The move towards abstraction
By the late 19th century, manuscripts had become so resplendent that they sparked a desire in some to find a purer aesthetic. The female artist Ruqiyah Banu was a pioneer of the spare nakhuni style, using only a sheet of white paper and a fingernail to create impressions.
Such technical innovation had a profound impact on modern artists in the Middle East and North Africa, who recognised in these radical techniques the elements of abstraction. A revolutionary new art was on the horizon.
The birth of a new visual language: Huroufiyah
In the early 20th century, Islamic artists, aware of the innovations in the West, invented a new visual language, liberating the Arabic letter from its religious context and using it in a purely abstract way. The movement came to be known as Huroufiyah, from the word hurouf, meaning ‘letter’.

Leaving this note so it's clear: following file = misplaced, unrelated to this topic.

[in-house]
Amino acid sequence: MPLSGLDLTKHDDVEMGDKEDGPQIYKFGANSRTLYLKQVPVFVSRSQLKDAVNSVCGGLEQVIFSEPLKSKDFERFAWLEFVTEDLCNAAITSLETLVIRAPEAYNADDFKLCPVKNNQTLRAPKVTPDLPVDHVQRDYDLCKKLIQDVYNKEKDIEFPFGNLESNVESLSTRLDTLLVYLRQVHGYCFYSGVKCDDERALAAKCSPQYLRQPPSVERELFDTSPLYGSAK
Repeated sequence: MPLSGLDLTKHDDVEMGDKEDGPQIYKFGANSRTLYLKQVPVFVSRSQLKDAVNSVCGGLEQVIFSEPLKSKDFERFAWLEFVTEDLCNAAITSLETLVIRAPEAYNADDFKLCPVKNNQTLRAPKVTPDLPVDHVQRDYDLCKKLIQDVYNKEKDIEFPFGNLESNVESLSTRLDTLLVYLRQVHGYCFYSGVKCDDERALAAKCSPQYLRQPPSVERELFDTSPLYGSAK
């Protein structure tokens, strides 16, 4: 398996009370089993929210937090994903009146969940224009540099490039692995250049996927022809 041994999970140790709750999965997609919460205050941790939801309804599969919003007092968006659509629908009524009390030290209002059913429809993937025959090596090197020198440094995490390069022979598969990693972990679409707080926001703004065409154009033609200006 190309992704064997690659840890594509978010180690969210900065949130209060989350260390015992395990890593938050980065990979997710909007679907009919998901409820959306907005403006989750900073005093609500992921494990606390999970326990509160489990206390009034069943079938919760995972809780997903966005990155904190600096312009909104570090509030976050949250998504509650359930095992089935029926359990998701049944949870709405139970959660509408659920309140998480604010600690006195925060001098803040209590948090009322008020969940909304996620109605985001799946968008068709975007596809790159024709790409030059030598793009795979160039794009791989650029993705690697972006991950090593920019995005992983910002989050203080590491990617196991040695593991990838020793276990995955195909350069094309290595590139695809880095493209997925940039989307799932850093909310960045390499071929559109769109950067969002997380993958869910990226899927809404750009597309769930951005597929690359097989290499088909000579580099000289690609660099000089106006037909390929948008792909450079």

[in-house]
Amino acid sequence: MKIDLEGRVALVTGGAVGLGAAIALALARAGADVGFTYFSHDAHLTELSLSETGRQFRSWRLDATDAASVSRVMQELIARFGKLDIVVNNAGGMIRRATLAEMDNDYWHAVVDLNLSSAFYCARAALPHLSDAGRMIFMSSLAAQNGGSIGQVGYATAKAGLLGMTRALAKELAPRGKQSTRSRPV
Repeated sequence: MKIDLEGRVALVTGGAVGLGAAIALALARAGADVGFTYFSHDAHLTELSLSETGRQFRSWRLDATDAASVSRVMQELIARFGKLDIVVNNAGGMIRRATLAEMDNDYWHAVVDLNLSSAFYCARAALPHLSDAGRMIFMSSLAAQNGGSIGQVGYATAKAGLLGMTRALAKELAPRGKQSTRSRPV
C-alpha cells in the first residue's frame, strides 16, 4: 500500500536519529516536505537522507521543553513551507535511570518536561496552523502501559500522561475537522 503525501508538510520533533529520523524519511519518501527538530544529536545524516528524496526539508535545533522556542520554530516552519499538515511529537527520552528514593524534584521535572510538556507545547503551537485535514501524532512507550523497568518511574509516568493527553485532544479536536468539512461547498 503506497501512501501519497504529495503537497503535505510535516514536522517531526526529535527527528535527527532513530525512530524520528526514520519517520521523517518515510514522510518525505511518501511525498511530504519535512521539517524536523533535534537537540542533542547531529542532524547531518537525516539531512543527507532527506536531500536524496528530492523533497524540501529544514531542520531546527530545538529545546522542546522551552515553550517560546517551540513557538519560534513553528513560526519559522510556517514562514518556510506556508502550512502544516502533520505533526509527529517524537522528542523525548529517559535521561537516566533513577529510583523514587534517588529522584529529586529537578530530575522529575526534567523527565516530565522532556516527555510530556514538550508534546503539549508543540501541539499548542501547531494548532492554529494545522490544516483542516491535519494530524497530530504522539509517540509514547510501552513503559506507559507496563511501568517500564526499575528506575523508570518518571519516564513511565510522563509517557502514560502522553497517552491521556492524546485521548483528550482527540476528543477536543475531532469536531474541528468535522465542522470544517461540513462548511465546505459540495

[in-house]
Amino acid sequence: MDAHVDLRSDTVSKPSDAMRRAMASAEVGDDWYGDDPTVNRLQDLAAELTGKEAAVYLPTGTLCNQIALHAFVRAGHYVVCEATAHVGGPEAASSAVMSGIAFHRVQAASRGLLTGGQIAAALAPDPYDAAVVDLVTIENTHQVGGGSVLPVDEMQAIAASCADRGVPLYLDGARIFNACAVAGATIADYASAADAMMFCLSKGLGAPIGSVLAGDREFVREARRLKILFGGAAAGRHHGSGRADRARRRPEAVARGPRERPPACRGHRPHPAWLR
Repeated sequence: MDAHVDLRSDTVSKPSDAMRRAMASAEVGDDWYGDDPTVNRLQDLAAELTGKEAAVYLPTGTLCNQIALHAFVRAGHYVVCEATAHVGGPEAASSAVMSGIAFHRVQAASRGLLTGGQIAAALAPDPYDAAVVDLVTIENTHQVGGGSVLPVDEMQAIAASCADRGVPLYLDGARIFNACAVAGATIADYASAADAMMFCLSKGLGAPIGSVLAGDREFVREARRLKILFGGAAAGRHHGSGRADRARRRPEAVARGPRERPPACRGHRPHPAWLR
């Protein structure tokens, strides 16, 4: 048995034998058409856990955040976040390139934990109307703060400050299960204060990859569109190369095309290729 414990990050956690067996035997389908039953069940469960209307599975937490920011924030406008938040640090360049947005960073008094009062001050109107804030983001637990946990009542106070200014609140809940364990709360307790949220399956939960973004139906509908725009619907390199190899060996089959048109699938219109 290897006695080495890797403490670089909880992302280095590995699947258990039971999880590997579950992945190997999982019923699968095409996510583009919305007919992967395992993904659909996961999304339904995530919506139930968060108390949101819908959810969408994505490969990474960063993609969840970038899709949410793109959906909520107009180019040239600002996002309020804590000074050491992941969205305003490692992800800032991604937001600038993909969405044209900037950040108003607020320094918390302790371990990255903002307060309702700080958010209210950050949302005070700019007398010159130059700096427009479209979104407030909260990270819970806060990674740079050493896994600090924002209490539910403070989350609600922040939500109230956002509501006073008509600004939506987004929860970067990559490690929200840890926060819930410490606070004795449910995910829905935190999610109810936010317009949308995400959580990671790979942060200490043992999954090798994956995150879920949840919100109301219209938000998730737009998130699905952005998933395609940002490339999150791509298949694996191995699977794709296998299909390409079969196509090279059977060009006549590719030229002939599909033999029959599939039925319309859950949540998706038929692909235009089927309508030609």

One of the major exponents of the movement was the painter Madiha Umar (1908-2005), whose 1949 text, Arabic Calligraphy: An Inspiring Element in Abstract Art, outlined the possibilities for the medium.
‘The letter still stands out, so magnificently colourful, fascinating, intricate, and ornamental… The idea dawned on me that Arabic calligraphy, which is abstract and yet so symbolic in its essence, need not be limited any more to the space-filling of geometrical design.’